Most often, several small coil springs are positioned evenly around the pressure plate's circumference. In this arrangement, the springs are held in place by bolts that pass through them and the pressure plate into the clutch hub. Alternatively, one large diaphragm spring fitted atop the pressure plate
may be used. These have grown in popularity, mainly because they provide lots of pressure at the clutch without requiring a Godzilla-like grip at the lever.
The springs do the heavy lifting. When the clutch is engaged, springs apply tension to the pressure plate, which in turn compresses the drive and driven plates together, causing the basket and hub to turn as one. Power flows from the crankshaft to the clutch basket, through the drive plates to the driven plates, and then from the driven plates to the clutch hub and into the transmission.
Pulling the clutch lever causes the clutch release mechanism to work against the pressure plate compressing the springs. As the springs compress, the tension placed by the pressure plate against the clutch pack is relieved. Without spring tension to hold them together, the plates are free to slip past one other, which disconnects clutch basket from the hub, and the engine from the transmission. Understand that it doesn't take much to relieve spring tension; as soon as the clutch release pushes against the pressure plate and those springs start to compress we only need a few thousandths of an inch between the plates before they disengage.
Car vs. Bike?
After all that, you may wonder why the majority of motorcycles use such a Rube Goldberg-style contraption to transfer torque, especially if you're familiar with the common and fairly simple automotive-style clutch.
A clutch's ability to transmit torque is directly related to its size and the amount of spring tension on the pressure plate. As torque flow through a clutch increases, we have to increase the surface area of the clutch or the amount of spring pressure applied to the clutch pack.
We could use one big automotive-style clutch plate, but given modern motorcycles' prodigious torque output the thing would probably end up being the size of a dinner plate. Or we could use very stiff springs to put a lot pressure on a smaller plate, but you'd need forearms like Popeye to pull the thing in. However, if we build a clutch with a large number of small plates, we achieve the surface area required, and it won't take a whole lot of spring pressure to clamp the thing together. So that's what manufacturers do.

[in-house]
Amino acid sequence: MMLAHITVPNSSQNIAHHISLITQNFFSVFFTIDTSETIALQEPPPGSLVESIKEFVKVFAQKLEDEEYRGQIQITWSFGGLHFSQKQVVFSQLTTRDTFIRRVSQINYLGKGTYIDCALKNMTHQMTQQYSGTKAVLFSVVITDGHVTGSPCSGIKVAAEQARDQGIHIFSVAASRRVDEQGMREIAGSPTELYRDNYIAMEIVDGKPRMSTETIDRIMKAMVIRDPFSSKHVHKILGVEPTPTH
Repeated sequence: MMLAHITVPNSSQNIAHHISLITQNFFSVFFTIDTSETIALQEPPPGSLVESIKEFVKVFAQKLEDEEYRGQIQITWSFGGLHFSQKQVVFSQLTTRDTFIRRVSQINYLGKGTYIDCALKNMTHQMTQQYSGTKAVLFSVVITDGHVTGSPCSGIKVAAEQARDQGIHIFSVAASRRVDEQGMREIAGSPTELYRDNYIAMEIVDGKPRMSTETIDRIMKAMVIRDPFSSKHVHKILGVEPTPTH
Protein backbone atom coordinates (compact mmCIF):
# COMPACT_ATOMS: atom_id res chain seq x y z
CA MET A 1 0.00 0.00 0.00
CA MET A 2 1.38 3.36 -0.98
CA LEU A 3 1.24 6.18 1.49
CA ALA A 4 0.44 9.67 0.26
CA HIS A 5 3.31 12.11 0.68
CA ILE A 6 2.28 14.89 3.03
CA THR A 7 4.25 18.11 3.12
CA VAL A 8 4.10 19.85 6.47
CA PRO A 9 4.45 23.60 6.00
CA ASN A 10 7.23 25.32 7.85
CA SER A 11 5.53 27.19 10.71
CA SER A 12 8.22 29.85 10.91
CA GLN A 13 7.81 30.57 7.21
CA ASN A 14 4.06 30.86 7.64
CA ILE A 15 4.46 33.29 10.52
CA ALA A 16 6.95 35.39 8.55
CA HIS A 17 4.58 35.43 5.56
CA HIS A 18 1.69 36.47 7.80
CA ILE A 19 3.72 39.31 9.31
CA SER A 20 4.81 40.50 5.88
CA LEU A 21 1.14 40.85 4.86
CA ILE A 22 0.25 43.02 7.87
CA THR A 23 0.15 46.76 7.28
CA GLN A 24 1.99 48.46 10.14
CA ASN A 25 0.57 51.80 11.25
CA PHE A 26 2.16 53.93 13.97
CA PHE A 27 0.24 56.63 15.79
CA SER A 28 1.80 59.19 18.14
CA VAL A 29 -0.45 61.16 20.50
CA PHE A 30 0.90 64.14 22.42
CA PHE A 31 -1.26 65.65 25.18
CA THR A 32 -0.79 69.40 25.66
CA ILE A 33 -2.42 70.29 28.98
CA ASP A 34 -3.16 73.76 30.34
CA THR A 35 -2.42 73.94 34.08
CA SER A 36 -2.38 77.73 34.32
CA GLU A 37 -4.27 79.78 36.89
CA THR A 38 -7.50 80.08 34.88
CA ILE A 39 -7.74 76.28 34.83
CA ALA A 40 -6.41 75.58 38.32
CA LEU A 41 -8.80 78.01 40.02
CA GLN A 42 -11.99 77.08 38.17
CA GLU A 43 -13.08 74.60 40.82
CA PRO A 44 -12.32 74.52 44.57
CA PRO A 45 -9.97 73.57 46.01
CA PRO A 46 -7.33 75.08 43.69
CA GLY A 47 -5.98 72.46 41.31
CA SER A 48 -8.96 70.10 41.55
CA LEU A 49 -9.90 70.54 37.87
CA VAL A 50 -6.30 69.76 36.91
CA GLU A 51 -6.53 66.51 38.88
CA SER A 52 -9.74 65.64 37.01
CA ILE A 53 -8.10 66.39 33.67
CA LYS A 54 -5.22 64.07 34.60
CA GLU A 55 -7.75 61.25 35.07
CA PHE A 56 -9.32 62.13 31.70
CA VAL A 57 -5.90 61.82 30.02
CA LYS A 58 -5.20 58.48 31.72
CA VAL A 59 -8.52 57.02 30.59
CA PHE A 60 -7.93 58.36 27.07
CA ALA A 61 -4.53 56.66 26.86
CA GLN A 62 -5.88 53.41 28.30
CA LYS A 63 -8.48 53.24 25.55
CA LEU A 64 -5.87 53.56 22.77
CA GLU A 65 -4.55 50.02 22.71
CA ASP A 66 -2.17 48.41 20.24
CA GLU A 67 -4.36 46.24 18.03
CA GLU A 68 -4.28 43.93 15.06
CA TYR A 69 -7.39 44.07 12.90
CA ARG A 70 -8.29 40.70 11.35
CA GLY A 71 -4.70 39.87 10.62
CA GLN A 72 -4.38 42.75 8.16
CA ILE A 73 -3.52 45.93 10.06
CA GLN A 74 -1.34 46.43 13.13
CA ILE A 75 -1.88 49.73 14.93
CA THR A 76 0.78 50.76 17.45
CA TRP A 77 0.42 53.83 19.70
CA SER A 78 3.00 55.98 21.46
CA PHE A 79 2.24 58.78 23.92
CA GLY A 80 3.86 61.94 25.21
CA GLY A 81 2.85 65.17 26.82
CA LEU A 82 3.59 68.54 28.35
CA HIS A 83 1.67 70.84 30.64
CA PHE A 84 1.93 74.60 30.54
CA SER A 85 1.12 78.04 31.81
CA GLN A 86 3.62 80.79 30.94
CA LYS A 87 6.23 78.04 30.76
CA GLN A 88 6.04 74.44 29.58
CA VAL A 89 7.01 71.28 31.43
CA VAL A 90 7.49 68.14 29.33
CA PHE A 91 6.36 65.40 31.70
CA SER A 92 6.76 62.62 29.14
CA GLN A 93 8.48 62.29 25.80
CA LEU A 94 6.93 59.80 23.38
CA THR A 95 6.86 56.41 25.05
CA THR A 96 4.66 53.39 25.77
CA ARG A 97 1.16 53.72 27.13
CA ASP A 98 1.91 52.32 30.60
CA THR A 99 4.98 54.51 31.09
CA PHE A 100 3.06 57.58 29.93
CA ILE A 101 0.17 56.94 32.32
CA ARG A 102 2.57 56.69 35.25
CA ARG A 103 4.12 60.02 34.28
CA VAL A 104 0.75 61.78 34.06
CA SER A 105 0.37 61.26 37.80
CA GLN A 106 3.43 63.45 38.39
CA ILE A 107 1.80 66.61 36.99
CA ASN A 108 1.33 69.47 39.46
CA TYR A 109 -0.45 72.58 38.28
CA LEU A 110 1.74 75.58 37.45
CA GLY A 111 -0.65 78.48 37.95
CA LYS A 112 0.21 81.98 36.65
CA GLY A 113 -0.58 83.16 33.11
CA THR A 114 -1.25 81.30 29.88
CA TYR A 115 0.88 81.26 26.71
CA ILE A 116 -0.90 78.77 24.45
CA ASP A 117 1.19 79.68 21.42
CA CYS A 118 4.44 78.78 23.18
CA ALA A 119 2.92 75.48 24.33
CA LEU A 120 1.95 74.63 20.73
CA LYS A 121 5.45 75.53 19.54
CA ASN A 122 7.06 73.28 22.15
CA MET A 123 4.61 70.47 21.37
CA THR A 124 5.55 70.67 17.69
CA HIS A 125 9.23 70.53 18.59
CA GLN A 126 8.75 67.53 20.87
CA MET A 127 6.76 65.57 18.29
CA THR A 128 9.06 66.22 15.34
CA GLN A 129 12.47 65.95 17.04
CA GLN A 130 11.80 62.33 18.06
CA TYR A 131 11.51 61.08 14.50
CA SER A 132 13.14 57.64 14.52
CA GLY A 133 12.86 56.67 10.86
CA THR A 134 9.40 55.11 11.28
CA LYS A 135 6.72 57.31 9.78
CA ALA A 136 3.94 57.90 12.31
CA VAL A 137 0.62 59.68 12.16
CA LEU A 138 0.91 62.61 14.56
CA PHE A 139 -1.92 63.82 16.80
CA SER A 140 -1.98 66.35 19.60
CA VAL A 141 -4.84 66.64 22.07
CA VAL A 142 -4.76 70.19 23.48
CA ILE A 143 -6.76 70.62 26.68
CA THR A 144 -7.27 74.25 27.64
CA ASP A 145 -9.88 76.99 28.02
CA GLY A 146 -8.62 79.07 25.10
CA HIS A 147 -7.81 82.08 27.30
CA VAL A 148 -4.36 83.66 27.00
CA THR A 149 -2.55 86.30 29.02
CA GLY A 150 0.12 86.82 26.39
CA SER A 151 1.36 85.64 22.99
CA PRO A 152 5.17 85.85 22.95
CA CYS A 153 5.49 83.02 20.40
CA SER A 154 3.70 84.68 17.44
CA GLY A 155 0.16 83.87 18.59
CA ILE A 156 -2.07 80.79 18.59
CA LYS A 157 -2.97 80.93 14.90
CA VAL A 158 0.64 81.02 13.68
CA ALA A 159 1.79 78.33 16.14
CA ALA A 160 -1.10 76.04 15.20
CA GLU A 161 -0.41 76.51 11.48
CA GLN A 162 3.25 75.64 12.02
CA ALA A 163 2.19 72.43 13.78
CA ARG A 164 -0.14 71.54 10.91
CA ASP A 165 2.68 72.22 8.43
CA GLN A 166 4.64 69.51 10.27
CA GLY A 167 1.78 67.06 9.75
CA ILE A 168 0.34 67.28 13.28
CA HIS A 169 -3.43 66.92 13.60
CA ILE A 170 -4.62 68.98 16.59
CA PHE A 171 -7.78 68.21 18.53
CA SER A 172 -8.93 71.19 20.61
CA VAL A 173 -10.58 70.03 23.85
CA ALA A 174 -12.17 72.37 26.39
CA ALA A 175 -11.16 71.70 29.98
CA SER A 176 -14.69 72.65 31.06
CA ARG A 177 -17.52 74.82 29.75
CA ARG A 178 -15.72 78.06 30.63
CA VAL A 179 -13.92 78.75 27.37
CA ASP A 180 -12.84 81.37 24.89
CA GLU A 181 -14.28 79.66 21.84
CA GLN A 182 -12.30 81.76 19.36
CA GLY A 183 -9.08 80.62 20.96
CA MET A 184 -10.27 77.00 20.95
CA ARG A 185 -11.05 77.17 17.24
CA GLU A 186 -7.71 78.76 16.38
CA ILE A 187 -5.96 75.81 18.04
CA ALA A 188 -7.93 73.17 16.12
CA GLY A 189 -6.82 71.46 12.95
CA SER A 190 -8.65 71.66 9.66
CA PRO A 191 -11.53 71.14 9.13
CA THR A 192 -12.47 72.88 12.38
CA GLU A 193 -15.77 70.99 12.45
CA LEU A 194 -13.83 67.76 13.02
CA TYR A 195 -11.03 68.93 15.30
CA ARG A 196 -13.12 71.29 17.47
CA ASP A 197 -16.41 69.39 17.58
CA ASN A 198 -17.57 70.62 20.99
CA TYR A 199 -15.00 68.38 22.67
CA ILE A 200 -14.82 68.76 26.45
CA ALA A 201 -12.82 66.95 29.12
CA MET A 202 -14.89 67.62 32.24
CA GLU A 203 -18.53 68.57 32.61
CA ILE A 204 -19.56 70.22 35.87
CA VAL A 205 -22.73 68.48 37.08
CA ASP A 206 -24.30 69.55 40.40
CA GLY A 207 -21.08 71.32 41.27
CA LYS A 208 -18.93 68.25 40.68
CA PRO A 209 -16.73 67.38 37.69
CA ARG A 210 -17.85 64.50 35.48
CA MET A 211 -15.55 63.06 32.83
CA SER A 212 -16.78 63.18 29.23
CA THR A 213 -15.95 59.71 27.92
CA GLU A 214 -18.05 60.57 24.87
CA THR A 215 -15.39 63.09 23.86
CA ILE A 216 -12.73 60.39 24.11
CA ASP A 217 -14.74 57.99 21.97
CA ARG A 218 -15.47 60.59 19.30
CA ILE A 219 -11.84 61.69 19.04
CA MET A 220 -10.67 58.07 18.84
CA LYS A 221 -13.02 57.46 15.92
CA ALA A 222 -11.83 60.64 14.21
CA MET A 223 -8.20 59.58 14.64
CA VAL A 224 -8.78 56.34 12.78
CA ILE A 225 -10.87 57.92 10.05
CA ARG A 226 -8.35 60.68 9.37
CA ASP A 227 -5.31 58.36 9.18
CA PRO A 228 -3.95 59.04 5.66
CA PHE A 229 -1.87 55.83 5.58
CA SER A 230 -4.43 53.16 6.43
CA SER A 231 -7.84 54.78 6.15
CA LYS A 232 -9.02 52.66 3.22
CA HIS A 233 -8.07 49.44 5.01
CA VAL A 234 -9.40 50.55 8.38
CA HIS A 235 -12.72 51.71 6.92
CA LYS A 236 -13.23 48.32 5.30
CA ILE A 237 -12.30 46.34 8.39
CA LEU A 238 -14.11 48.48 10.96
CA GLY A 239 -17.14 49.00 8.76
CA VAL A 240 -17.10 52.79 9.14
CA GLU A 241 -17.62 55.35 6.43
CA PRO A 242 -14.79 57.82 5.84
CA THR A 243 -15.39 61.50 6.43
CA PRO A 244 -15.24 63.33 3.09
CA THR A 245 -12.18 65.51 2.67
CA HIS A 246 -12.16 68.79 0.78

As we mentioned, clutches can be run dry, and in certain applications (primarily racing) where an external clutch can be easily serviced without draining oil, that has some advantages. However, dry clutches tend to be grabby and noisy at idle, which makes them more of a sport bike affection than a real advantage on the street.
Wet clutches have a sweeter, more progressive engagement, and are quieter than their dry counterparts. They also simplify the primary drive architecture because there's no need to prevent the oil from reaching the clutch. This is why they're the clutch of choice for the majority of motorcycles, including most sport bikes.
When It Goes South
Clutches are subject to only two malfunctions: they can slip or they can drag. And yes, they sometimes do both at the same time.
The more common problem is slip. Slip occurs when the clutch can no longer handle all the torque it's being asked to deliver. Typically, the first sign of a slipping clutch is a tendency for the engine to flare, or rev up slightly when the clutch is released in the higher gears. As the situation deteriorates, you may notice engine rpm increases disproportionately to road speed when you twist the throttle, especially in the higher gears, where the clutch enjoys the least mechanical advantage and the strain on it is greatest.
Clutch slip can be caused by a variety of things including normal wear and tear and abuse, but one that always jumps out is improper adjustment. All clutches need some amount of slack in their release mechanism. Somewhere around 3mm (1/8th of an inch) generally works well; much less than that and there's a chance that thermal expansion will cause the release mechanism to apply pressure to the clutch pack when the clutch is at operating temperature, causing premature wear.
Once a clutch starts to slip its days are numbered. You may be able to nurse the bike along for a few miles, but you better start making plans to replace it (see the March 2009 issue of Cruiser for the full skinny). As a rule, you'll be replacing the drive plates, the clutch springs and quite possibly the driven plates as well, although they can certainly be reused if they're up to snuff.
Clutch drag happens when the plates fail to completely release. A dragging clutch will make it difficult to change gears, and if it's bad enough, may allow the bike to creep forward when in gear. Drag occurs when there's too much free play in the clutch release mechanism or when a mechanical problem prevents the clutch plates from fully separating. Outside of the obvious things, like an improperly adjusted clutch or broken release mechanism, drag is often caused by wear to the clutch hub and basket. If the fingers or splines develop grooves or notches, the plates may hang up or twist in them and fail to fully release when the clutch is disengaged. Overheating the clutch can also swell the plates and cause drag, though everything should work normally once things cool off.
I should mention that, by nature, wet clutches suffer from something called viscous drag, particularly when they're cold. Viscous drag occurs when the viscosity of the cold oil creates enough drag between the plates to transfer some torque, even though you're holding the clutch in. If the drag is severe, punching the bike into gear can result in a loud clunk and maybe a small leap forward, or even a stall. Normally, this is only a problem when the bike is started for the first time on a cold day, or too heavy an oil is used, but the solution here is simple. Just let the bike warm up for a minute, preferably with the clutch disengaged, during the first start of the day, before putting it in gear.
As you no doubt now realize, clutches aren't particularly complicated devices. They don't demand much attention and most will put up with enormous amounts of abuse before calling it quits. Had they not been developed, it's unlikely that the motorcycle-or any other form of internal combustion vehicle, for that matter- would have progressed very far. -MZSource: www.motorcyclecruiser.com